“Stetzer, who is one of the most influential people in the Evangelical Intelligentsia, decided to lash out at critics of Critical Race Theory just as the frothing feeding-frenzy of #woke evangelicalism snorted in Cultural Marxism like a line of coke.”
(Pulpit & Pen) It’s hard to find a man who’s been more consistently wrong on important issues pertinent to evangelicalism than Ed Stetzer. Stetzer was an avid defender and compatriot of Mark Driscoll, before he was publicly disgraced and Mars Hill church collapsed like a pile of sand. Stetzer was a defender and compatriot of the Emergent Church, before it was swept into the dustbin of history. …
Stetzer, during his time at Lifeway, chose to sell fake the Heaven Tourism book, The Boy Who Came Back From Heaven, even though he was personally told it was false(when the news story broke worldwide, Stetzer lied, claiming he didn’t know). Stetzer, during his time at Lifeway, marketed books from the dregs of charismaticism, the gutter of theology and the ghetto of evangelical culture. It is hard to find a word-faith prophetess or fallen pastor that Stetzer has not taken a smiley selfie, followed up with articles and interviews lauding the false teachers and pimping their material. In spite of being consistently wrong, finding himself to have outlasted many of the movements he’s supported, Stetzer is still a regular evangelical talking head on topics he’s woefully unqualified to speak about, waxing poetic on the problems of evangelicalism and offering solutions to fix them.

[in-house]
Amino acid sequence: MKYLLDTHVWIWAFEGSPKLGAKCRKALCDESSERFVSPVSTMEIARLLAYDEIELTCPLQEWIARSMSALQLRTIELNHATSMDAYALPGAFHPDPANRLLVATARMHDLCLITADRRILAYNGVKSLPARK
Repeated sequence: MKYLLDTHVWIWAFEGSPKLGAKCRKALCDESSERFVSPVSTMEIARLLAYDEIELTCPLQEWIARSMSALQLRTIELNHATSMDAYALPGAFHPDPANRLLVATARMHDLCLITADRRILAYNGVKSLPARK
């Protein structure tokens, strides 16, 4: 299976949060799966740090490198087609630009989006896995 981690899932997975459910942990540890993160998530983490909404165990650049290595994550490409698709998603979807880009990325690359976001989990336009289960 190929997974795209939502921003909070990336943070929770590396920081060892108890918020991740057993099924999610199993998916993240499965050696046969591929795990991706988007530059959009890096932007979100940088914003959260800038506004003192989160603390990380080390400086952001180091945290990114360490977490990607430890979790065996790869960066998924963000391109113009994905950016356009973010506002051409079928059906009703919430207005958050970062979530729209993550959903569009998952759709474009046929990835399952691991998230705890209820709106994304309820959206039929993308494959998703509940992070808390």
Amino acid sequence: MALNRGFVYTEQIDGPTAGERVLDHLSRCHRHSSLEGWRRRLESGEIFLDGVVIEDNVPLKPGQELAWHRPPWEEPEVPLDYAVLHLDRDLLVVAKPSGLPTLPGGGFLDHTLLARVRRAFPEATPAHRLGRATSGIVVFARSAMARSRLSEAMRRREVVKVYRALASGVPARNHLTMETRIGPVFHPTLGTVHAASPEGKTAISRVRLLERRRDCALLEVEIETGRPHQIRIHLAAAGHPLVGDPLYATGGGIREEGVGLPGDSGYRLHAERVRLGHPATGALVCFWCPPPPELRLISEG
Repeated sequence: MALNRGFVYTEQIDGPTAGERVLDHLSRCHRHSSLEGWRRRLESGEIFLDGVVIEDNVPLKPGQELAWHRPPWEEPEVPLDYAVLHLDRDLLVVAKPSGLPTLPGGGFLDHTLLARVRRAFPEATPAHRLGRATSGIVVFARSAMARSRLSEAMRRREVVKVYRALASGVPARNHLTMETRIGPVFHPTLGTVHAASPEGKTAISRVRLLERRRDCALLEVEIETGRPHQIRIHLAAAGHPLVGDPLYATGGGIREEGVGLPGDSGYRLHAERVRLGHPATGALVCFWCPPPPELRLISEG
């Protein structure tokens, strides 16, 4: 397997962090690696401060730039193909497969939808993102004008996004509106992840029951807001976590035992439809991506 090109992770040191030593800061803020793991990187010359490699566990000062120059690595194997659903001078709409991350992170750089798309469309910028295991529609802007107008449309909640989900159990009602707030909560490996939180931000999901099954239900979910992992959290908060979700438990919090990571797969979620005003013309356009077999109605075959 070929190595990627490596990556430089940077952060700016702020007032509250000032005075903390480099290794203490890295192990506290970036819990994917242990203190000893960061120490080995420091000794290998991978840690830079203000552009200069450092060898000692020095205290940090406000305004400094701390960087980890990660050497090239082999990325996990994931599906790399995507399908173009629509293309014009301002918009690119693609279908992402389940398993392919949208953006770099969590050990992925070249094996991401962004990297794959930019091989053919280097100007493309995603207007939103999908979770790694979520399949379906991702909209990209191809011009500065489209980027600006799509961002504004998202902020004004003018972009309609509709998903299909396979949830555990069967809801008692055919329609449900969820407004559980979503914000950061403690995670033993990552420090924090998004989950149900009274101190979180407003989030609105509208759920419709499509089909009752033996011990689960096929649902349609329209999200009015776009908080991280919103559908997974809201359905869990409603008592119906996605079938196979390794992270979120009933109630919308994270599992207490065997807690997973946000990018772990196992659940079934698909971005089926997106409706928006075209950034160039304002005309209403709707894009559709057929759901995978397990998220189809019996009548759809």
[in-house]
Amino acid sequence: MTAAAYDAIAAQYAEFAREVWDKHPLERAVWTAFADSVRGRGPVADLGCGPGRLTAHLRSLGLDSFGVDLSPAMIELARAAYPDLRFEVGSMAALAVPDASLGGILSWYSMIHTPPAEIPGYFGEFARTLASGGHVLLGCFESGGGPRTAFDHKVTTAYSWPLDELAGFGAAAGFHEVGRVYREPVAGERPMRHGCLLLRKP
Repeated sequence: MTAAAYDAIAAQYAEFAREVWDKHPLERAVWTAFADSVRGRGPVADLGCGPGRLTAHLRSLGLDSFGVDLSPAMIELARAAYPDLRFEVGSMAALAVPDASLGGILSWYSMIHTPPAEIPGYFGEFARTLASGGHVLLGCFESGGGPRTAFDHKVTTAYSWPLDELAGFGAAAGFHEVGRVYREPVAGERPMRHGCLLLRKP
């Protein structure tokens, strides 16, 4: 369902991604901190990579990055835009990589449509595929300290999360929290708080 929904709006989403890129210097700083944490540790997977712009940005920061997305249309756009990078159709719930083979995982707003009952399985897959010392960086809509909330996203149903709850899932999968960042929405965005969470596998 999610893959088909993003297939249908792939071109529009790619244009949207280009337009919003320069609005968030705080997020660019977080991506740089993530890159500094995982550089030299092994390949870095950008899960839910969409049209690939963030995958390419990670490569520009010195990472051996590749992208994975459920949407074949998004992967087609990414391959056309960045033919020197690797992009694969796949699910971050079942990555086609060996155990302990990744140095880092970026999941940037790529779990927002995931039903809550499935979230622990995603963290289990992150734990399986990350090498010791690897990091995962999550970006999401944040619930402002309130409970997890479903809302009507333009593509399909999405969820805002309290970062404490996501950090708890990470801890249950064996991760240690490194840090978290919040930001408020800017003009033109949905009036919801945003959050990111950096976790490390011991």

Ed Stetzer offering solutions to evangelicalism’s problems is like a prostitute selling antibiotics out of the trunk of her car. Ed Stetzer is not the solution to the problem. He is the problem. Offering solutions to problems you helped create is not philanthropic, it’s extortion. Stetzer has personally profited (richly) from nearly every fad and fashionable diversion away from the Gospel that has plagued evangelicalism in the last 15 years. You can read more about Stetzer and his slithering, sinister, evangelical simony here. Most recently, he invited Hillsong prophetess, Christine Caine, to his new gig at Wheaton. He had also invited the woman who wrote a book about “making love with God,” Anne Voskamp (read about that here).